In a nutshell, the plaintiffs say the federal government's contribution of $531 million to LHC construction over more than 11 years, plus the U.S. consultative role on the project, are factors that add up to a "major federal action."
The judge ruled that the involvement was not a major federal action because the United States was not a voting member of Europe's CERN research council, and because the $531 million paled in comparison with CERN's $5 billion-plus contribution. (Most estimates currently run even higher, to a total construction cost of $10 billion.)
Judge Gillmor said that if the U.S. participation did not rise to the level of a major federal action, the federal court system did not have jurisdiction. At the end of her ruling, she strongly hinted that if the LHC's detractors wanted to stop U.S. involvement in the project, their main recourse should be to sway Congress. The plaintiffs, however, want the case to proceed in federal court.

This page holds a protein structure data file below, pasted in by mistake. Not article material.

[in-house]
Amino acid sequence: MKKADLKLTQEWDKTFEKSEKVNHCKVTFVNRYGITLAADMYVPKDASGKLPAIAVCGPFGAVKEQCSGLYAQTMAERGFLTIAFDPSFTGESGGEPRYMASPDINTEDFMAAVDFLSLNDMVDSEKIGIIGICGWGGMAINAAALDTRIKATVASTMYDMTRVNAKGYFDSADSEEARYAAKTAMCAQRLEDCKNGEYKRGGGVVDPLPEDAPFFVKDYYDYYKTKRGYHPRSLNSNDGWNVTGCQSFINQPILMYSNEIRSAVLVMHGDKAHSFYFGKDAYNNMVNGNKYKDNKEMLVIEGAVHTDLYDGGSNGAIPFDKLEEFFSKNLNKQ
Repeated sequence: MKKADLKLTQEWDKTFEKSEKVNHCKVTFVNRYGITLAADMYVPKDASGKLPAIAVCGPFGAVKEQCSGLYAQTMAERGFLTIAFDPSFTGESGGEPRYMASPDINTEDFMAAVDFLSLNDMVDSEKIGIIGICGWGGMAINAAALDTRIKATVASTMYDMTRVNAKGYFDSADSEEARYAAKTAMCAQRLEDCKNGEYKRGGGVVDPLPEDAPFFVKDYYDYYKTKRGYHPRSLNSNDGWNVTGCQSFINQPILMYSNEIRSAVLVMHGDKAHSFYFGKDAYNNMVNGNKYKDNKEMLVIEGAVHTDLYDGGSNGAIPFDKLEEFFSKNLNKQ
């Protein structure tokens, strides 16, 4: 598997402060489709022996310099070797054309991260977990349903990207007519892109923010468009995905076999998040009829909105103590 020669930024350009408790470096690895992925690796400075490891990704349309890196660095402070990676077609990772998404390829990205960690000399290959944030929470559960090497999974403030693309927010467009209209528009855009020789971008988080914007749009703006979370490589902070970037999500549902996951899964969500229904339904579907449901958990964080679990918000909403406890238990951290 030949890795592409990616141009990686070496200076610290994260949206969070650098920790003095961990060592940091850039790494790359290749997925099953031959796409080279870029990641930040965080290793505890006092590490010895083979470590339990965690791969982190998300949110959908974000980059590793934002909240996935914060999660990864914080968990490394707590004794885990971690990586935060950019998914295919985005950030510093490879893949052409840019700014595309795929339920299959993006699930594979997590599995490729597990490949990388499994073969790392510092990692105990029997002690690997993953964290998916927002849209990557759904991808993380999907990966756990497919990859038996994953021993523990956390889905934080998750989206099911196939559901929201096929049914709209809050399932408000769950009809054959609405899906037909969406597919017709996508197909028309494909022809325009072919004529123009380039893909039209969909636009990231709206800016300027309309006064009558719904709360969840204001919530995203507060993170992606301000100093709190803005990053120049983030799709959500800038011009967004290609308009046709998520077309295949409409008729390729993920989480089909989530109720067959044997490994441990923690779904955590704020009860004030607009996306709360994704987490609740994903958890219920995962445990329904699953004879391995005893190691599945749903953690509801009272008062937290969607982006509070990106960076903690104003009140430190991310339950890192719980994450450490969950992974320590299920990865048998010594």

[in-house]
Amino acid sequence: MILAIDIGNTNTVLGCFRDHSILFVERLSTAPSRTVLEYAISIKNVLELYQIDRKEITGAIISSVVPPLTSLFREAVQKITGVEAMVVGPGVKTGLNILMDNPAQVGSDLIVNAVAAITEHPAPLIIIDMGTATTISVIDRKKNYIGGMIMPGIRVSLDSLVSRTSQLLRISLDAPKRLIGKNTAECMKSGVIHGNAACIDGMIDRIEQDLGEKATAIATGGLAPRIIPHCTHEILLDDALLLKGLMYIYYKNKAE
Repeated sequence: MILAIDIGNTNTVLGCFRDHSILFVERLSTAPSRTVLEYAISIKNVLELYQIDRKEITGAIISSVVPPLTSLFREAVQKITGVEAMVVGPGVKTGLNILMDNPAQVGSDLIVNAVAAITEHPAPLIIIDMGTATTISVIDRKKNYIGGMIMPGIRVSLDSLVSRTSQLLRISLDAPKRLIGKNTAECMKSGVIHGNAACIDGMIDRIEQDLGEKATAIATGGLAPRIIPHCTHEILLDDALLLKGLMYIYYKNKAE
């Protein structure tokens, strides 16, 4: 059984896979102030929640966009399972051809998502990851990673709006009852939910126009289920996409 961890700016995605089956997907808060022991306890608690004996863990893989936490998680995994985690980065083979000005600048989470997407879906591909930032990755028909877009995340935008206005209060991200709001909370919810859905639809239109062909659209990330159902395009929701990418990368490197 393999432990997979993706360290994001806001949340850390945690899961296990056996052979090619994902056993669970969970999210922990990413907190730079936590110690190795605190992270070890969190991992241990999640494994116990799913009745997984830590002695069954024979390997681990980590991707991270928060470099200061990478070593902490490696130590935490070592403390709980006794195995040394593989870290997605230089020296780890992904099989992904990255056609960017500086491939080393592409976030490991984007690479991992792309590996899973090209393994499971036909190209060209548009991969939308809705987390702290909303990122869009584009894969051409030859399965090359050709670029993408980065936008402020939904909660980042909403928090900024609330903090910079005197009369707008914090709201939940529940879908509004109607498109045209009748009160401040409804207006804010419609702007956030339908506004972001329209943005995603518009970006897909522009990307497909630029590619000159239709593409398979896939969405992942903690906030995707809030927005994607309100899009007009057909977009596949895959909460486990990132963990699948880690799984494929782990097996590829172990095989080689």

The brief may be posted at some point to Wagner's LHCDefense Web site. Federal attorneys are due to file their own brief next month. Meanwhile, repairs are continuing on the LHC's magnet ring, which broke down shortly after its official startup in September. CERN says the repairs should be finished sometime this summer, leading to the collider's restart.
If this case follows the pattern set by Wagner's earlier challenges of the Relativistic Heavy-Ion Collider, the latest appeal is likely to be turned down on narrow legal grounds, perhaps even before the restart. There are likely to be multiple motions ahead, however.
In their brief, the plaintiffs say they want more hearings on the LHC's risks, and they won't be satisfied unless the LHC's experiments "can be proven to be impossible to destroy the Earth." The theoretical and experimental assurances that have been provided so far aren't good enough for them - and they may never be, when you consider how loath physicists are to say anything is absolutely impossible.